Separate from a Business Plan is the Business Model. The Business Model is nothing more then a description of the means and methods the firm will employ to earn revenues projected by the Business Plan. The Business Plan describes what the business wants to accomplish and what resources it will use to reach those objectives. The model represents the business as a system of a series of steps (actions) to generate revenue and make a profit. The model includes the components and functions of the business, as well as the revenues it will generate and the expenses it incurs.
The traditional Civil Engineering Business Model is as simple as the engineering company and the customers within a key market like Land Development. The engineering company provides the services that the customer needs and wants, and in return the client pays a fess for those services. Once the engineering company has paid all of its expenses including salaries, the company is left with its profit.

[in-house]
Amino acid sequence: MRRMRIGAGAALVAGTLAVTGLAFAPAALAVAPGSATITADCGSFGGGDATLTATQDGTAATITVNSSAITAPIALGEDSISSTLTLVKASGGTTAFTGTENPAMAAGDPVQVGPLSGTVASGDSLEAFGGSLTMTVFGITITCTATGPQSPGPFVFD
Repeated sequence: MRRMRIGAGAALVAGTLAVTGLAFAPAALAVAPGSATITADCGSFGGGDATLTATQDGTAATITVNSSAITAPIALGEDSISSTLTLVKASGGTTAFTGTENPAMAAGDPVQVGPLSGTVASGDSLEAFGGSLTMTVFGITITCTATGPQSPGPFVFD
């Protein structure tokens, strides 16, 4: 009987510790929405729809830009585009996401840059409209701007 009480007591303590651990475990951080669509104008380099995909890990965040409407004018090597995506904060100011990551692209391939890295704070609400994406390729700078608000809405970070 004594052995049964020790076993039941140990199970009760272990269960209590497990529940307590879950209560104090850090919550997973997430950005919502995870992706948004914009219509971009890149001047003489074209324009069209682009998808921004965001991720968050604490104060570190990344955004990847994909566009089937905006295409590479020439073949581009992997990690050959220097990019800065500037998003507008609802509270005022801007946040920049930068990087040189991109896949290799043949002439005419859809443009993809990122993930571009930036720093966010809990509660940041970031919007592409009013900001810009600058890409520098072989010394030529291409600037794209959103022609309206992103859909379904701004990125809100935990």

This model although simplistic works well if there is very little or no competition and there is plenty of demand for your services. But rarely is this the situation especially in a declining market. The model in most cases needs to be more robust. One needs to see the “bigger picture.” In order to support the Business Plan the Model needs to address the four main components of the business; Framework, Financial, Client, and the Offer.
Business Framework (Infrastructure):
- Key Resources – What are the company’s capabilities necessary to make the Business Plan possible?
- Key Activities – What company activities are necessary to implement the Business Plan?